The renewed fighting prompted Fouad Siniora, the Lebanese prime minister, to repeat calls for a ceasefire on Saturday saying that Israeli attacks had turned Lebanon into a disaster area in need of international aid.

 

"We call for an immediate ceasefire backed by the United Nations," Siniora told a news conference in Beirut. "I declare today that Lebanon is a disaster zone in need of a comprehensive and speedy Arab plan ... and [it] pleads to its friends in the world to rush to its aid."

 

The latest Israeli strikes hit the lighthouse, radar installation and grain silos at the port in Beirut, in the first attack so close to the centre of the Lebanese capital.

 

One Lebanese soldier was wounded.

 

A soldier was also killed and three others wounded in an Israeli military strike on their position in the coastal city of Batroun, north of Beirut, the army said.

 

It was not clear why Israel appeared to now be targeting the Lebanese army, but it could be to knock out radar capabilities, particularly after the Hezbollah missile attack that severely damaged an Israeli warship off the Beirut coast on Friday.

 

Israeli helicopters also fired two missiles at the port in the mainly Christian city of Jounieh, north of Beirut, and in Tripoli, Lebanon's second largest city. 

 

Northern Israel hit

 

Also on Saturday, Hezbollah rockets hit towns in northern Israel including Tiberias, 35 kilometres from the border, which was the deepest penetration so far. Several people were reported injured.

 

Rockets also struck other Israeli towns, including the coastal resort of Nahariya, but caused no casualties or damage, an Israeli military source said.

 

Fearing more rocket attacks on its northern territory, Israel started deploying Patriot missile batteries in Haifa, home to one million, to intercept rockets fired from Lebanon.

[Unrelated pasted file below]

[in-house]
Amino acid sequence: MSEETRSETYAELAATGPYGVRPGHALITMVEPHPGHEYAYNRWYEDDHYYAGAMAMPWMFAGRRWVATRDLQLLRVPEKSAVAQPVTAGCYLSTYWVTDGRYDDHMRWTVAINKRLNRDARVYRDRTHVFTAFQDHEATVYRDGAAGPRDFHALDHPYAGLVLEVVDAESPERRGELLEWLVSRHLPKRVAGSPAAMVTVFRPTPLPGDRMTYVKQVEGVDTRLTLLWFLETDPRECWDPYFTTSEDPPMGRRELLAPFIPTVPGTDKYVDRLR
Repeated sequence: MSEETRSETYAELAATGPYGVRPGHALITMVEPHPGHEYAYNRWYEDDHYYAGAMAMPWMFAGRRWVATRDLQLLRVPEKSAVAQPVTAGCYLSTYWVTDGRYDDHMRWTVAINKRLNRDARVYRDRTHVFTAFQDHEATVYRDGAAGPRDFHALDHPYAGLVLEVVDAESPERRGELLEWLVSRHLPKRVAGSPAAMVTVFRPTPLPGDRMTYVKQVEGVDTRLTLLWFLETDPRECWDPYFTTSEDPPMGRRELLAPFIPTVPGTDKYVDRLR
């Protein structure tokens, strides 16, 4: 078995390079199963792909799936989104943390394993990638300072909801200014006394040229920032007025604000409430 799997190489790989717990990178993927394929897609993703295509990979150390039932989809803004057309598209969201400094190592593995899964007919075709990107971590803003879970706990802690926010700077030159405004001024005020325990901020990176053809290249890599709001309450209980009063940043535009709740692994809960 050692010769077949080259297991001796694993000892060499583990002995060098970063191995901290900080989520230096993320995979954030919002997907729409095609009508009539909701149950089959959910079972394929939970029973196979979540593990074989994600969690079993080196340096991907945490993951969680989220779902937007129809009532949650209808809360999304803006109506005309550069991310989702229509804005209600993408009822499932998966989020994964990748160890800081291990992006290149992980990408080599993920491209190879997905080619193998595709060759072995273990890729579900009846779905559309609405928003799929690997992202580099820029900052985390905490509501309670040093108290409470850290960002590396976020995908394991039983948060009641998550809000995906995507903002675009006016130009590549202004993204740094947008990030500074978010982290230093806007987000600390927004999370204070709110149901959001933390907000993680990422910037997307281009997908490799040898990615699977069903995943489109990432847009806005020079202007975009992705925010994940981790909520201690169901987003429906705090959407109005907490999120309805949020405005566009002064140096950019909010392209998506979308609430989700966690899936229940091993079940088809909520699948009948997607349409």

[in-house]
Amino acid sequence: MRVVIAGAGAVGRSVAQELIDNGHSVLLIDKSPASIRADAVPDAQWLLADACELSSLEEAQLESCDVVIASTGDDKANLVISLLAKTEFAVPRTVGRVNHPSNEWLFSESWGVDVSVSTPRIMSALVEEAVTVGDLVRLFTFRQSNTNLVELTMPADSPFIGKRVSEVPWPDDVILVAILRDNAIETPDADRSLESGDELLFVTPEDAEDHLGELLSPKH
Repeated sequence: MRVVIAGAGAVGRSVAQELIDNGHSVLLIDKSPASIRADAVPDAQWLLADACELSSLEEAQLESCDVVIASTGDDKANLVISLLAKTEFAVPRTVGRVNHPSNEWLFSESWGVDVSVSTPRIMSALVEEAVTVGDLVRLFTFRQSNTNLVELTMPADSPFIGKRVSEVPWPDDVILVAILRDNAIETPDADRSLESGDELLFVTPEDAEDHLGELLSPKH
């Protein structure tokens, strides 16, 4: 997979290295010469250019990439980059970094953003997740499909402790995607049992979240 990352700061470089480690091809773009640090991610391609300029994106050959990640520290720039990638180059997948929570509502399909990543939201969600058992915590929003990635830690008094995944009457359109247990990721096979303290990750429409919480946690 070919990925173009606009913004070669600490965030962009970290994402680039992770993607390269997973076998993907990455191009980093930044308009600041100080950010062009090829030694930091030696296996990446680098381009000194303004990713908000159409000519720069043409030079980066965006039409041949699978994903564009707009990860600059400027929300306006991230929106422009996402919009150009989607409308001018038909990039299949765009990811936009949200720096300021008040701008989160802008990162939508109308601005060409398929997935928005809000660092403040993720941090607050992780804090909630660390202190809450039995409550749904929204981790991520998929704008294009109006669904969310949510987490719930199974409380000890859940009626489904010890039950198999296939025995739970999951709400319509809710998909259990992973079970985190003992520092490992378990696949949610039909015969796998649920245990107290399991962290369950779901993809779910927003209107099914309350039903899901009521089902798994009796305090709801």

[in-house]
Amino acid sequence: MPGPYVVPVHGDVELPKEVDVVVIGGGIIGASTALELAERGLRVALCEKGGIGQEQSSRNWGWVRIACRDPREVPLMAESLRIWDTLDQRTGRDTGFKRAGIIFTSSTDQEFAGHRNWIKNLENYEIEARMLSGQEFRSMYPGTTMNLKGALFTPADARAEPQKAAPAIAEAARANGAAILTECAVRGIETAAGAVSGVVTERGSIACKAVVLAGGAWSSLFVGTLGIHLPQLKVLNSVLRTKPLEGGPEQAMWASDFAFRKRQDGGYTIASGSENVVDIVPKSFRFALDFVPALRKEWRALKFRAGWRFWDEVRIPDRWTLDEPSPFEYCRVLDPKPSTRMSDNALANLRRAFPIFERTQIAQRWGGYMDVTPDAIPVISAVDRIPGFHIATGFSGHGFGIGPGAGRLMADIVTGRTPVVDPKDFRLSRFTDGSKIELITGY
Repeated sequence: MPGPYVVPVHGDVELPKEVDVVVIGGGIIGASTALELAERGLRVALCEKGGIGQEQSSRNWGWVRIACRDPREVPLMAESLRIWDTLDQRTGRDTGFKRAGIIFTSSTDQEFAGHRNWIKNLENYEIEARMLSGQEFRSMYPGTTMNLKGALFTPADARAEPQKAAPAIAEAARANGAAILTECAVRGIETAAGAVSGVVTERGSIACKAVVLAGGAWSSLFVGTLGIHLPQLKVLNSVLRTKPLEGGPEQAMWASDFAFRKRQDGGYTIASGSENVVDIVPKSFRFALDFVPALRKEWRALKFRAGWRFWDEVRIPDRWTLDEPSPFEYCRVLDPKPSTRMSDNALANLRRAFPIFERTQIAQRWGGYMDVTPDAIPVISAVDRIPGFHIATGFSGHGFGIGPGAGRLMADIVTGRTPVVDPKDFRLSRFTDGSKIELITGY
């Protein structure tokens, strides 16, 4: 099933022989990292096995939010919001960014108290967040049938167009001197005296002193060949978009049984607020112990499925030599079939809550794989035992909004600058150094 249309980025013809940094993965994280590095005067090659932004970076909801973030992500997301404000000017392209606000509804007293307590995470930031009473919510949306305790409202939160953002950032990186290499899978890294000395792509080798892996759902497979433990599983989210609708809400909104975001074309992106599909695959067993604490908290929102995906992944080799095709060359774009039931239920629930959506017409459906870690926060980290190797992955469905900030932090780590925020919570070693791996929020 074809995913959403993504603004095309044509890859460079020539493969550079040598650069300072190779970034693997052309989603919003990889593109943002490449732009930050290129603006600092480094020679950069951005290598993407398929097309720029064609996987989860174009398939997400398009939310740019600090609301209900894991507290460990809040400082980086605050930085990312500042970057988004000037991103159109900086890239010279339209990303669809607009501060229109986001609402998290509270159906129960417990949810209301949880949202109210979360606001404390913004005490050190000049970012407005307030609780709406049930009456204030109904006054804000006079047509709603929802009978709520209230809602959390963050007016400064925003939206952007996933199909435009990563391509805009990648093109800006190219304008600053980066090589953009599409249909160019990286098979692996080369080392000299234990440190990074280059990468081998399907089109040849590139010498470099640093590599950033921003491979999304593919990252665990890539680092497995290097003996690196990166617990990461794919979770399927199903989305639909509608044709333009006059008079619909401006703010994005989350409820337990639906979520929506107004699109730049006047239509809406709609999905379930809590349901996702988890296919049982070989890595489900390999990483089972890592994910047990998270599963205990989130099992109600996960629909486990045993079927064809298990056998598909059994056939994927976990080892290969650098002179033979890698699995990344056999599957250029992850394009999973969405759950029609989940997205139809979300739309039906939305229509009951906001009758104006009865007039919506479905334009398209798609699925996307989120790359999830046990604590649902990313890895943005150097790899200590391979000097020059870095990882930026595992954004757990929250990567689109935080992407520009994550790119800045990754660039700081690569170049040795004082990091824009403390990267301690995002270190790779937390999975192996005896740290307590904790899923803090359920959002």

Nasrallah targetted

 

Earlier on Saturday, Israeli forces destroyed the Beirut headquarters of the Hezbollah chief, Hassan Nasrallah, in air strikes.

 

There was no word on whether the 45-year-old Nasrallah, who declared "open war" on Israel on Friday, was inside the nine-storey building at the time of the strikes.

 

The building was also bombarded on Friday along with Nasrallah's nearby home. He was unscathed by Friday's Israeli air strike.

 

An Israeli minister warned on Saturday that Israel would "wipe out" Nasrallah at the first opportunity.

 

"He can benefit from no immunity. We will wipe him out at the first opportunity. That's why he had better pray to Allah," Zeev Boim, minister for immigration and an ally of the Israeli prime minister, Ehud Olmert, told public radio.

 

Nasrallah's predecessor, Abbas al-Musawi, was killed in a 1992 Israeli air strike along with his wife and three-year-old daughter.

 

Israeli warplanes also bombarded the house of a senior Hezbollah official in the eastern Lebanese city of Baalbek on Saturday. Two other air strikes targeted the Imam Ali mosque and the judicial palace in Baalbek, a main Hezbollah stronghold.

 

Death toll nears 100

 

Civilians, mainly Lebanese, have paid a heavy price in the four-day-old showdown between Hezbollah and Israel.

 

More than 90 Lebanese have been killed and some 250 wounded since Israel began its assault after the capture of two soldiers and the killing of eight others by Hezbollah on Wednesday.

 

On Saturday alone, Israeli air strikes killed at least 32 civilians, including 15 children.

 

In once incident, eighteen people, including children, were burnt alive when a helicopter gunship hit a convoy of families that was fleeing border villages in southern Lebanon, UN peacekeepers and hospital sources said.

 

Separately, Lebanese fighters have fired over 100 rockets from Lebanon into northern Israel over the past three days, killing four civilians.